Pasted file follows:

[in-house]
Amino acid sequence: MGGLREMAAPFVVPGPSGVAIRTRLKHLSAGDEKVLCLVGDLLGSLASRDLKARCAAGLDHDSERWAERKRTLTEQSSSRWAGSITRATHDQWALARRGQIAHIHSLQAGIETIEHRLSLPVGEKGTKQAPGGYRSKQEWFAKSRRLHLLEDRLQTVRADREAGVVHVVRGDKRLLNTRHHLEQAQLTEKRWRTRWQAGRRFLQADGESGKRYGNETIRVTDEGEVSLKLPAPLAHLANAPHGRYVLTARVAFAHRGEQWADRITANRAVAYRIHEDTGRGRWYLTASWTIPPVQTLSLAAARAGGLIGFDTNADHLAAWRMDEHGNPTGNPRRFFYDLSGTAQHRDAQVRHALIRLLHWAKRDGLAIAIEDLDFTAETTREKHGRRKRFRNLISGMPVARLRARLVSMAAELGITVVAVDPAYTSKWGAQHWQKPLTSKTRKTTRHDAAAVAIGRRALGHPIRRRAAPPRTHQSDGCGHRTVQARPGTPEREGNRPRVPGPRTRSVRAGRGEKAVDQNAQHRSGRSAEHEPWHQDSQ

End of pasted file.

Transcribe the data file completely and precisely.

[in-house]
Amino acid sequence: MGGLREMAAPFVVPGPSGVAIRTRLKHLSAGDEKVLCLVGDLLGSLASRDLKARCAAGLDHDSERWAERKRTLTEQSSSRWAGSITRATHDQWALARRGQIAHIHSLQAGIETIEHRLSLPVGEKGTKQAPGGYRSKQEWFAKSRRLHLLEDRLQTVRADREAGVVHVVRGDKRLLNTRHHLEQAQLTEKRWRTRWQAGRRFLQADGESGKRYGNETIRVTDEGEVSLKLPAPLAHLANAPHGRYVLTARVAFAHRGEQWADRITANRAVAYRIHEDTGRGRWYLTASWTIPPVQTLSLAAARAGGLIGFDTNADHLAAWRMDEHGNPTGNPRRFFYDLSGTAQHRDAQVRHALIRLLHWAKRDGLAIAIEDLDFTAETTREKHGRRKRFRNLISGMPVARLRARLVSMAAELGITVVAVDPAYTSKWGAQHWQKPLTSKTRKTTRHDAAAVAIGRRALGHPIRRRAAPPRTHQSDGCGHRTVQARPGTPEREGNRPRVPGPRTRSVRAGRGEKAVDQNAQHRSGRSAEHEPWHQDSQ